In the referendum in May 2018, the Republic of Ireland saw 66.4% of the people vote Yes to repeal the anti-choice Eighth Amendment, and abortion is now freely available up to 12 weeks into pregnancy. The archaic laws on abortion in Northern Ireland have been found to breach the European Convention on Human Rights. Northern Ireland is a state where a mother is prosecuted for obtaining safe abortion pills for her pregnant 15-year-old daughter; a state where the law could see a person seeking an abortion receive a longer sentence than their rapist; a state that does not allow abortion in cases even of rape or fatal fetal abnormality.
An October 2018 bill that sought to decriminalise abortion in England, Wales and Northern Ireland was supported on its first reading (207 to 117). The passage of this bill would be a huge step forward, although it would not guarantee abortion access here in and of itself.
Northern Irish people are faced with the choice of having to travel to Britain or the South for an abortion or to order abortion pills online and risk being prosecuted. We cannot wait on the Stormont Executive to be re-established and for the politicians to join us in the 21st century to win abortion rights. The DUP and Sinn Féin have a long history of opposing choice. Sinn Féin has only recently changed their position under pressure from below.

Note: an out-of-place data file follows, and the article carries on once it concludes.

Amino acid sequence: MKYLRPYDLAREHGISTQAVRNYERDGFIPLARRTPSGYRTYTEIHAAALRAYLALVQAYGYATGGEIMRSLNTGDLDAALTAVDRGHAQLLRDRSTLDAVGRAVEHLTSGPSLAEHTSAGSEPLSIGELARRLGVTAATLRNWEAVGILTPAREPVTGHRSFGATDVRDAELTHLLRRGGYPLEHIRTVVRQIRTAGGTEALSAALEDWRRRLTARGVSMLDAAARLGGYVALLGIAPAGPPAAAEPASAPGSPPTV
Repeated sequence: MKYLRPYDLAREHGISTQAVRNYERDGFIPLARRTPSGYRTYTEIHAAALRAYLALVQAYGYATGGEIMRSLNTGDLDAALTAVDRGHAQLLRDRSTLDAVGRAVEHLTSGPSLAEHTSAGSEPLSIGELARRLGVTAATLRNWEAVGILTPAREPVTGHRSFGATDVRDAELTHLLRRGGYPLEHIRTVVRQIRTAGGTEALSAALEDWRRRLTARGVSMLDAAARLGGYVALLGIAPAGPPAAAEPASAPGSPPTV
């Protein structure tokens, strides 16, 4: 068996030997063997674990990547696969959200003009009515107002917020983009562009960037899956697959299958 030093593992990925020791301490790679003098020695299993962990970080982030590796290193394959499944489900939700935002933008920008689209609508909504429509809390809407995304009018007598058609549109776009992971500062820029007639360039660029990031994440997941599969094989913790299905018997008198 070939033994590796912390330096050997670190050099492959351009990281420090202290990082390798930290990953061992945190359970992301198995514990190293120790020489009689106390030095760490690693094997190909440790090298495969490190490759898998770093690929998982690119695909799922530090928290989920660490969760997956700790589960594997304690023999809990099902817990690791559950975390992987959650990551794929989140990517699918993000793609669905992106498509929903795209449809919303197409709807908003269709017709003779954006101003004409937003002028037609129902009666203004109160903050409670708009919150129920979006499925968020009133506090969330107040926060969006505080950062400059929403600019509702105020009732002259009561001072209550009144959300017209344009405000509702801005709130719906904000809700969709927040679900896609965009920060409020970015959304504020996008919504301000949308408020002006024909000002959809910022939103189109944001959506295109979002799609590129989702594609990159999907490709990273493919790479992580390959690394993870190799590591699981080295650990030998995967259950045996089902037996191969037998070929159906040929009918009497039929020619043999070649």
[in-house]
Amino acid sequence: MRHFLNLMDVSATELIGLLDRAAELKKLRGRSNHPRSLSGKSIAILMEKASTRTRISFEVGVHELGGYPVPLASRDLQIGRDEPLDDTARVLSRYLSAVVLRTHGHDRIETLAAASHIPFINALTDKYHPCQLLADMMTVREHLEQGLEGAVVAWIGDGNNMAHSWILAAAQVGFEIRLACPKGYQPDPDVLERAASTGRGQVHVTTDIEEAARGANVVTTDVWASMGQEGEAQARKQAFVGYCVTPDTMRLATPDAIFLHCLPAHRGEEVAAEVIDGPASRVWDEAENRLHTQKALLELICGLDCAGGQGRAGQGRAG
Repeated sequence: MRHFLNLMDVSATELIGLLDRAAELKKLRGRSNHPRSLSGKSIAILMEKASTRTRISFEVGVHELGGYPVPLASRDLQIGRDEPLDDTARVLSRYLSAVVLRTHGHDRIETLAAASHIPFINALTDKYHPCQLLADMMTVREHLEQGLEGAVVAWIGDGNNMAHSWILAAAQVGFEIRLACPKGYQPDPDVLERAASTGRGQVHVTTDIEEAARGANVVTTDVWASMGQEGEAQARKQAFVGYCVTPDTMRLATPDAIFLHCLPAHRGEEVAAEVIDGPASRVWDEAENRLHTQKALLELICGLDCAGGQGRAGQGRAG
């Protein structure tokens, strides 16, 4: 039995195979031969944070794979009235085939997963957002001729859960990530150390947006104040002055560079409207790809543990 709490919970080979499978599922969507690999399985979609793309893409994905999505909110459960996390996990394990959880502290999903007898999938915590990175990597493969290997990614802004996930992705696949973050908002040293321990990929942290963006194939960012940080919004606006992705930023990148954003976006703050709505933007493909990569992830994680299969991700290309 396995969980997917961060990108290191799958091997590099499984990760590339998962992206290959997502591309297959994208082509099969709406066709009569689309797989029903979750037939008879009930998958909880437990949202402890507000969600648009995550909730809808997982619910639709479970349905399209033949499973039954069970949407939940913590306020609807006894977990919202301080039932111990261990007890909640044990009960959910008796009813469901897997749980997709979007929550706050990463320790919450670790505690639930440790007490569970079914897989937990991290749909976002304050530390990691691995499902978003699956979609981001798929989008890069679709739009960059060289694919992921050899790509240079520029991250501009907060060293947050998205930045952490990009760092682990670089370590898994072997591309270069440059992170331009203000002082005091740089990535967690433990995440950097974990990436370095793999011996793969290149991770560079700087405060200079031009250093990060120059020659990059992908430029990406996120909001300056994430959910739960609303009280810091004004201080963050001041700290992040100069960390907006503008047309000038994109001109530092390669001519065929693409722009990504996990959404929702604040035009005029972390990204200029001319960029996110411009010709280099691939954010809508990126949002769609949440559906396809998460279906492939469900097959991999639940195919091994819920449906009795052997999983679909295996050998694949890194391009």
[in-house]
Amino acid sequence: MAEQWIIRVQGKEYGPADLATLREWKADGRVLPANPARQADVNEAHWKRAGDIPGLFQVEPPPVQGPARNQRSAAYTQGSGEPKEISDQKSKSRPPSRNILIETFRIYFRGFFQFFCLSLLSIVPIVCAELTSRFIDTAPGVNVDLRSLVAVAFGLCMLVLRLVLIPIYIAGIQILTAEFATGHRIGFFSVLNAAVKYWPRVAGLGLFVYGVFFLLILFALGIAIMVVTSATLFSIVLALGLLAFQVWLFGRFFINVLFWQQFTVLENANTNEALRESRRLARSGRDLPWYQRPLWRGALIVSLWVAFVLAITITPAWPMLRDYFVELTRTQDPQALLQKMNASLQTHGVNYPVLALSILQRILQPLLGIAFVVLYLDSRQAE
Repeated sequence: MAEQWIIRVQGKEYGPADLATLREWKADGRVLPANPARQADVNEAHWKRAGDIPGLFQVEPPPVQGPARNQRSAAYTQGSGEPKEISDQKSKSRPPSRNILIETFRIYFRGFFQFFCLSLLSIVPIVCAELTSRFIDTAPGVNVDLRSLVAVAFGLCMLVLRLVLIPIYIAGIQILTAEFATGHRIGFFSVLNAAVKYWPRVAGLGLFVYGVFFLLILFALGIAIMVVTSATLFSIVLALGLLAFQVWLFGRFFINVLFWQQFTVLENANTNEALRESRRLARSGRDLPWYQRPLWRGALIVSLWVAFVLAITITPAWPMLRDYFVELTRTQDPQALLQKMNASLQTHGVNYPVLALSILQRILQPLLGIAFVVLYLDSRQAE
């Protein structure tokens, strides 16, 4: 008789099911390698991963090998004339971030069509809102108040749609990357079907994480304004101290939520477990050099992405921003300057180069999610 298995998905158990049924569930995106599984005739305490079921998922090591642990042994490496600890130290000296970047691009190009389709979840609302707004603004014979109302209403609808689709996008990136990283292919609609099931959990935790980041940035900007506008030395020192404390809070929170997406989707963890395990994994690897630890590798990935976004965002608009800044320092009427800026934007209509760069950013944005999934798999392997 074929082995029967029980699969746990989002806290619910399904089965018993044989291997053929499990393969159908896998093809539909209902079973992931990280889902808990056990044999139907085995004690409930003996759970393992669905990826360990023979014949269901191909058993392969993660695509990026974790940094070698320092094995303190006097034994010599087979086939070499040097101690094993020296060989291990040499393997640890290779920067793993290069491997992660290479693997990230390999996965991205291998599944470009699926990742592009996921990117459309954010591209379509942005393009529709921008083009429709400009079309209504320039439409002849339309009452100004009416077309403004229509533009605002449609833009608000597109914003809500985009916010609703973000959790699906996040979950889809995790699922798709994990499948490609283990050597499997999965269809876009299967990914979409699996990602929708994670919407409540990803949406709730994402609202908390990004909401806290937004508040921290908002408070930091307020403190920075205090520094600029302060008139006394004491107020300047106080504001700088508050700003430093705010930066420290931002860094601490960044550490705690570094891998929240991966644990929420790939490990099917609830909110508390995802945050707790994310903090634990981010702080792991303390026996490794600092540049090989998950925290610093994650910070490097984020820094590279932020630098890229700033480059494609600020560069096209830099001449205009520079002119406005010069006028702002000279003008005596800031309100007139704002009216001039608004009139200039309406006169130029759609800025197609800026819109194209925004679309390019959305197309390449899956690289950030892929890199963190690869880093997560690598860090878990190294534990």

Almost two thirds of people polled in the North agreed that abortion should not be criminalised; both Catholic and Protestant communities were in similar levels of agreement in supporting increased access to abortion. We must not allow the campaign for abortion rights to become sectarianised by those who were until recently opposing the right to choose, as this would weaken the struggle.
Just two weeks after abortion services started to be available in the South, a woman has been denied an abortion even though her 12 week scan found fatal fetal abnormalities. She was thus forced to travel to England for an abortion. Meaningful access for all to this healthcare right must be ensured, North and South. The North will not be left behind – we must fight in the streets, the communities and through the trade union movement for our right to choose; our right to laws that uphold our human rights; and our right to safe, accessible and affordable healthcare.
By Siren Ó Diothcháin